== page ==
Looking to take a trip from San Francisco to Los Angeles without putting a major dent in your wallet? Ridejoy, a YC-backed startup that’s launching today, might have exactly what you’re looking for. The service allows drivers who are already planning to take a roadtrip to ‘sell’ their extra seats to other users. The net result: drivers earn money on trips they were planning on taking anyway, and Ridejoy passengers get a door-to-door lift, in some cases for less than they’d pay for a bus ticket.
You may have seen Ridejoy before, at least in an early form: it did a one-off trial for Burning Man this year with BurningManRides.com — a site that helped people coordinate their trips out to the Nevada desert. 1600 people signed up, 1150 rides were posted, and 400 rides were completed over a three-week span. In a neat twist, five pilots offered rides-by-air, completing a total of ten plane trips.
With that trial successfully completed, the company is now opening its doors a bit wider. You can now use Ridejoy to book trips up and down the West Coast (starting at Vancouver, ending with San Diego). There’s a new route to Tahoe, a very popular destination for residents of Northern California. And you don’t necessarily have to be starting from or heading to the same place as your driver — if your pickup and/or dropoff points are on the way for them, Ridejoy can still find the listings. Each user has a profile including a photo and basic information, and you can Connect with Facebook to see if you share any mutual friends.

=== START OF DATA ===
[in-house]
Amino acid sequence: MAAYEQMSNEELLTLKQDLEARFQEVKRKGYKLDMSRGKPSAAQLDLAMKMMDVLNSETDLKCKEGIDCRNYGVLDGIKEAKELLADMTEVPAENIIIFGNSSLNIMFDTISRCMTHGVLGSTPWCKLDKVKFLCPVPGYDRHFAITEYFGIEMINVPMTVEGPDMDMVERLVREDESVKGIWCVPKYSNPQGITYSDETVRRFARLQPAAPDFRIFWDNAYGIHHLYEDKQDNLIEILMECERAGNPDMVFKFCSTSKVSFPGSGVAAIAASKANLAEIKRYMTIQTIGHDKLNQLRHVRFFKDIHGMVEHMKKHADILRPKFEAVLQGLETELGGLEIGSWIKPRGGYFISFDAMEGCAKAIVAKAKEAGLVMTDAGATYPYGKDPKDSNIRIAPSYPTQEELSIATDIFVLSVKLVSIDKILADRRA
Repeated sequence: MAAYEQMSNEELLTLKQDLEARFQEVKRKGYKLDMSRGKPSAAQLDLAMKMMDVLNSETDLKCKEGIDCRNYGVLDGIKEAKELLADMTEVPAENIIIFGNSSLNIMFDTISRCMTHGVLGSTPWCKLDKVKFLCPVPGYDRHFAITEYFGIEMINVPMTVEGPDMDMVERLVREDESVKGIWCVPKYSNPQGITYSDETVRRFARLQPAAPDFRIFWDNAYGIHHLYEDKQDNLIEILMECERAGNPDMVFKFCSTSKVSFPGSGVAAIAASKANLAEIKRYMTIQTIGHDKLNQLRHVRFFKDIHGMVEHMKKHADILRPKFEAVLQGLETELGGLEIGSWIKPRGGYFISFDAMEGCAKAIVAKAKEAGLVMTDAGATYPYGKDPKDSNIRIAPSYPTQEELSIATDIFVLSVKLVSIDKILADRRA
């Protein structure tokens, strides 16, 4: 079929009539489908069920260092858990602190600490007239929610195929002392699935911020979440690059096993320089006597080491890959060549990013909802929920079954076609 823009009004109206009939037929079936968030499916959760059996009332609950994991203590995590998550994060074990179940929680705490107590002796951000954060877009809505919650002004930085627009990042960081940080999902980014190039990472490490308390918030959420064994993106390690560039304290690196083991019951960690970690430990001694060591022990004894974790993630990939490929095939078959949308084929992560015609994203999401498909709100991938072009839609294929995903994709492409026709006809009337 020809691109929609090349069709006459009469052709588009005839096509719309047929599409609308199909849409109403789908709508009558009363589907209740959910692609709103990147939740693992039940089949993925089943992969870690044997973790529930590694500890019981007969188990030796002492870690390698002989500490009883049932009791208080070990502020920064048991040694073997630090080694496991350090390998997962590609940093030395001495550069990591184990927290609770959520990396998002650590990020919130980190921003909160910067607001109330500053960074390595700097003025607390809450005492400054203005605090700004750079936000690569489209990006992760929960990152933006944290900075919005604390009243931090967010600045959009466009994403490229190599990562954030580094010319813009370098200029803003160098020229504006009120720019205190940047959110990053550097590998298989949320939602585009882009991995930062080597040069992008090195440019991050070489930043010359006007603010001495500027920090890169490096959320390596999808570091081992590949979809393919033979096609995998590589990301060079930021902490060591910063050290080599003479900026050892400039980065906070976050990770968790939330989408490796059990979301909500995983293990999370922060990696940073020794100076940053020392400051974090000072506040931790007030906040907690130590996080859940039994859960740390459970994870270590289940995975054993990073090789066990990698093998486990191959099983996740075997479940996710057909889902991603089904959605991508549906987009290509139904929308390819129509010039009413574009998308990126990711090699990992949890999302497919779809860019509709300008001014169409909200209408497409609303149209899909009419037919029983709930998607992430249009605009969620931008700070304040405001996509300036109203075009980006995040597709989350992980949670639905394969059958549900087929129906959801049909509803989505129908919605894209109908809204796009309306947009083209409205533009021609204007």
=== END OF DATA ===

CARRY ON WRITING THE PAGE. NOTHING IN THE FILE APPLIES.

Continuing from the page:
Update: The company has reached out to say that they’re focused on helping connect you with people you might find interesting (in other words, you might wind up making some friends). Also, they’ve clarified it’s technically against the law for drivers to make a profit, so they cap the rate at the AAA reimbursement rate of 25 cents a mile. But turns out you still can make money even at that rate (the cap from SF-LA is around $85).
In a fun promotion, Ridejoy is also coordinating rides to Y Combinator’s Startup School, which takes place tomorrow. Dropbox CEO Drew Houston will be offering a ride — you can sign up for his car right here (obviously they’re going to be screening these, as there will be a lot of requests).
Ridejoy has at least one major competitor: Zimride, which works with schools and businesses to establish ridesharing networks, and also allows users to ‘sell’ a seat in their car if they’re planning to go on a road trip. Ridejoy’s founders acknowledge that there’s overlap here, but they say that they’re focused exclusively on the latter feature — a seat marketplace, so to speak. And they say they’re working hard to make their community a differentiating factor.
Ridejoy makes money by taking a small cut of each transaction (they’re still testing exactly what number they’ll settle on, and are experimenting with 15%).